If you need to catch up, you can read part 1 and part 2. In summary, about five years ago we bought our first house cow, Bella and she came with a young heifer calf, Molly. Since then, Bella has had three more calves: one that died and was replaced by foster calf Romeo, then Nancy, and then another this year that died and has been replaced by foster calf Charlotte. Molly has also had three calves: Monty, Ruby and Chubby. They both had a long break between their last calves because our little bull Donald got sick and we didn’t know if they were in calf. We replaced Donald with Donald the second, which resulted in these last two calves. Confused?
|Charlotte, Rosey and Chubby|
When it came close to calving time, I brought Bella back home as her udder was swollen and we thought she would calve soon. We actually had another 6 weeks to wait and poor Bella just kept swelling. I’m finding it difficult to get a lot of information about her condition, she seems to have had oedema, which can be caused by an allergic reaction to the growing baby, and mineral deficiencies. Both of the calves that died were from Lowline breed bulls, so we wonder if that is the cause. But it could be anything. I get the impression that dairy cows with this type of problem are culled, rather than doing any research to figure out why they are sick, which makes sense when you’re running a dairy farm, but I’d love to know how to help our house cow!
|Molly with her calf Chubby|
Unfortunately Bella was really sick this time. She took about a week to recover from the oedema and got mastitis again. Pete had to keep her in a small yard so that she didn’t walk too far away from the milk bales, because she could barely walk and waiting for her to hobble back to the bales was awful. It was not sensible to leave the foster calves with her for a couple of weeks while she was recovering.
And in that time the calves got paralysis tick poisoning! In a week they went from boisterous, active little calves to listless and unable to drink from a bottle. Pete thought they had scours, but when I tried to give one of them an electrolyte mix from a bottle, I found one tick and then another (to be fair, Pete had been feeding them from a bucket with a teat and hadn’t needed to handle them, so hadn’t noticed the ticks). At least now we know what to do for them when we find ticks.... we rolled them over and removed every tick we could find (15 on one calf!), we dosed them with nasty insecticide and put ear tags in both ears. Then bottle fed them electrolyte and Bella’s milk until they were well enough to use the bucket again. This set us back several weeks, so that even when Bella was well, the calves were not strong enough to take milk from her.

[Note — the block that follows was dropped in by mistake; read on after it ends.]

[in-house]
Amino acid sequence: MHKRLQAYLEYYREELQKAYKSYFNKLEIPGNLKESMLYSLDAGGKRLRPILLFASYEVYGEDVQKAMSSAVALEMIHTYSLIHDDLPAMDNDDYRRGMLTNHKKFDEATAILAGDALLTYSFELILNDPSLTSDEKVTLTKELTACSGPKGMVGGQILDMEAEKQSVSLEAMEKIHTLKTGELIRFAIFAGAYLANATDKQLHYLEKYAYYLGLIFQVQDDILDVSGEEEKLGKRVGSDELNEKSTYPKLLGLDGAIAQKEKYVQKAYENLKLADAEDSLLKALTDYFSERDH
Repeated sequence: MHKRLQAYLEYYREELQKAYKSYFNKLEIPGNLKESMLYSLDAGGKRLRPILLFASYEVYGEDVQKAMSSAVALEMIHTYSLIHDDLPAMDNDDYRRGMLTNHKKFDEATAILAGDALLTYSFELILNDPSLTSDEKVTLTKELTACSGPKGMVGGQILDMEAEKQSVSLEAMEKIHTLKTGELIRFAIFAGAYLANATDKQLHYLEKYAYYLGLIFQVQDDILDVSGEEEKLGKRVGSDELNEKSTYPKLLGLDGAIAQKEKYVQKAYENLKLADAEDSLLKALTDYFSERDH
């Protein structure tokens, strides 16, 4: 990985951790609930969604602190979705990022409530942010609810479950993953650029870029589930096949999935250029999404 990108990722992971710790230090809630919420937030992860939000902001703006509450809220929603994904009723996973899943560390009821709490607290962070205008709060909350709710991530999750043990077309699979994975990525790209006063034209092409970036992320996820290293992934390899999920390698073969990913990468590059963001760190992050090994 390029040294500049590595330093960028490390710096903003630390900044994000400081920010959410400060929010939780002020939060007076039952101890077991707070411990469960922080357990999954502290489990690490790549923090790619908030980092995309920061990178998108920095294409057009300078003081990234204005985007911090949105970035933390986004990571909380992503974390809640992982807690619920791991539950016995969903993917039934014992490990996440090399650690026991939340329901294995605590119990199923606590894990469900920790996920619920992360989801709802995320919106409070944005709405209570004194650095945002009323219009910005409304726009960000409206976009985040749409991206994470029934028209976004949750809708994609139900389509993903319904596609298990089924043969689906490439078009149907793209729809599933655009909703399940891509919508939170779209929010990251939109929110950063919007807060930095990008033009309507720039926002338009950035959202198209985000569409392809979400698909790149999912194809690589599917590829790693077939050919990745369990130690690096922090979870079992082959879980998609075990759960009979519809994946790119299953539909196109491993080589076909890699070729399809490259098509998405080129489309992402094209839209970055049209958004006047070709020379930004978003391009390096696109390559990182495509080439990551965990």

The calf fostering didn’t go as well as last time, maybe it was the time delay or just how ill Bella was at first. Eventually she has accepted Charlotte the more confident of the two calves, but not as forthrightly as she did with Romeo. Rosey has tried, but hasn’t been allowed to drink from either cow, so we have been milking and feeding Rosey.
Molly had her calf not long after all of that, and everything went well, in fact she was hardly “bagged up” at all, with far less swelling than her previous calves. Pete was home for the birth, which was nice and quick. Her tiny calf is part mini Hereford and Low line, so she has a different shape to the dairy animals. We started calling her Chubby and it stuck. Molly is doing a wonderful job looking after her calf and we have been making sure that Molly has plenty to eat and doesn’t lose condition as she did with her last calf.
Pete was milking both cows for a while, but then Bella got mastitis again and kicked him in the head during milking. We have since read that cows imprint very strongly when they first meet someone and keep grudges. Pete had originally tried to “discipline” Bella when we first got her, and I think maybe she is holding some resentment towards him. Sometimes she will only come into the milking bales if I’m there. Anyway, from that day Pete stopping milking her and stopped giving her grain to eat (to reduce her milk production), and stopped feeding any milk to Charlotte, so now Charlotte is milking Bella for us, and sometimes she gets kicked too.
|Fresh Raw Milk is flowing again!|
Its been a crazy few months and that’s why I’ve been waiting for the right time to write this update. Molly has grown into a wonderful cow, she has easy births (so far) and stands quietly in the milking bales. We’ve never had to give her antibiotics. Her only problem is a sensitivity to buffalo fly that leaves her itchy all over, and I really feel for her because I have the same problem with mosquito bites.
On the other hand, we have Bella, with two dead calves, a bad temper (possibly because she is often in pain from underlying mastitis infections, and doesn’t like Pete) and a very uncertain future. It seems unfair to breed her again and potentially put her through oedema again. But a dairy cow that can’t breed is not much use to us. While it would be nice to think she could just stay on our property as a pet, even if feed cost wasn’t an issue we would also have make sure the bull never got to her. We are left with few options, sell her (for meat, not to be breed again), shoot and bury her or eat her ourselves. None of these appeal to me at the moment.
Right now we have some time, Bella is still useful to us as a foster mother to Charlotte, but after that, we will have to make a decision. I know some people don’t bat an eyelid at sending their cow to the meat works and getting a new one. I understand that, I’m like that with nearly every other animal on the farm. With the house cows I was not prepared for this eventuality, I thought they would live here until they died. It makes me realise that we need to have plans for unhappy endings, so that we don’t come to unexpected difficult decisions.